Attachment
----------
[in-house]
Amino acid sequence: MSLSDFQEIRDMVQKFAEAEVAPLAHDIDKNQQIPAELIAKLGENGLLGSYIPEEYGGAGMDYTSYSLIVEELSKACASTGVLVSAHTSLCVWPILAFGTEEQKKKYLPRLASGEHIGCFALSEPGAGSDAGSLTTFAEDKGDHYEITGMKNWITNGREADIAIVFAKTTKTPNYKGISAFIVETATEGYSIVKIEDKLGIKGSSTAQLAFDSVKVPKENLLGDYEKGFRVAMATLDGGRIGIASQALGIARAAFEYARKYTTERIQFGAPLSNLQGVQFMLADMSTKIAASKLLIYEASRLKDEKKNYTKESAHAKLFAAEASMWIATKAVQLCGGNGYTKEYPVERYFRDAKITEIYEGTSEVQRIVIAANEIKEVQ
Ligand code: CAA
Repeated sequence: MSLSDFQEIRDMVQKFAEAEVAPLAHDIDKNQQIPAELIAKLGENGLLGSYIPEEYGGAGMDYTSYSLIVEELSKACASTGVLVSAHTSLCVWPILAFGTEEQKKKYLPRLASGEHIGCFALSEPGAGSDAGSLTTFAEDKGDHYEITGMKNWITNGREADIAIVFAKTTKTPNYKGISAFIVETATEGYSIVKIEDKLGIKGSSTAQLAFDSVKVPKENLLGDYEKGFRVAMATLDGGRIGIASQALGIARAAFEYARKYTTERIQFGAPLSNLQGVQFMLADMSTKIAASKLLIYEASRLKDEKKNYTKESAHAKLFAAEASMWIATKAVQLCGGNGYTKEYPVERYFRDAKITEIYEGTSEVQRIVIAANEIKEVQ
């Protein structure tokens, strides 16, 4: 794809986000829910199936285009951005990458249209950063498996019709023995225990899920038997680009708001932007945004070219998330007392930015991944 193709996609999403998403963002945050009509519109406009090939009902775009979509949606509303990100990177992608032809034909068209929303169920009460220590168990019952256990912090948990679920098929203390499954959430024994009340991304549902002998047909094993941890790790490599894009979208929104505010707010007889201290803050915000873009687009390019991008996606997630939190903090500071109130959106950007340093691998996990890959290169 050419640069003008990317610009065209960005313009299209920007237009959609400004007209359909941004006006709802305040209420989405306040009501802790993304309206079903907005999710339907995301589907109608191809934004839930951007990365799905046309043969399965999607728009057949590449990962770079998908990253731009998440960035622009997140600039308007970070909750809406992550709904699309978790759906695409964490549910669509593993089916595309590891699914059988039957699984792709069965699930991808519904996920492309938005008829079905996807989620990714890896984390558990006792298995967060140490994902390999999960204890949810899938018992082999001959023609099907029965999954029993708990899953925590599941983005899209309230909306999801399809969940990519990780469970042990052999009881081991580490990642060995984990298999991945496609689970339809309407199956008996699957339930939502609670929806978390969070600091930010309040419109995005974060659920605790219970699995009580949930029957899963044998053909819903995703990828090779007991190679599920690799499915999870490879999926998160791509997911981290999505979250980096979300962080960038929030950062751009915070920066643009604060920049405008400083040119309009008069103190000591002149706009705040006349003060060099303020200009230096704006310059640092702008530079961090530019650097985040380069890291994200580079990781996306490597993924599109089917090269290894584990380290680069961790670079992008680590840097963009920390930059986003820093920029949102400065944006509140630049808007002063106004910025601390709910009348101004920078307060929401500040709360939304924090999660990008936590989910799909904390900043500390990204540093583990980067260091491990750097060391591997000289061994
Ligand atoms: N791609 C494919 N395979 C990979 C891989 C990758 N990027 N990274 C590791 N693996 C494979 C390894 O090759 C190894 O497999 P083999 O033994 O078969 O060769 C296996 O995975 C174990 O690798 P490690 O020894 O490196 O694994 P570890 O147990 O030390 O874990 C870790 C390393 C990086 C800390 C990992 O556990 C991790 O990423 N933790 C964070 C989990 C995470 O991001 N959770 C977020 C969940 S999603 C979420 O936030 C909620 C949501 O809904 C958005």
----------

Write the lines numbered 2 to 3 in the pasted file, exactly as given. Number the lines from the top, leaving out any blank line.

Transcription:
Amino acid sequence: MSLSDFQEIRDMVQKFAEAEVAPLAHDIDKNQQIPAELIAKLGENGLLGSYIPEEYGGAGMDYTSYSLIVEELSKACASTGVLVSAHTSLCVWPILAFGTEEQKKKYLPRLASGEHIGCFALSEPGAGSDAGSLTTFAEDKGDHYEITGMKNWITNGREADIAIVFAKTTKTPNYKGISAFIVETATEGYSIVKIEDKLGIKGSSTAQLAFDSVKVPKENLLGDYEKGFRVAMATLDGGRIGIASQALGIARAAFEYARKYTTERIQFGAPLSNLQGVQFMLADMSTKIAASKLLIYEASRLKDEKKNYTKESAHAKLFAAEASMWIATKAVQLCGGNGYTKEYPVERYFRDAKITEIYEGTSEVQRIVIAANEIKEVQ
Ligand code: CAA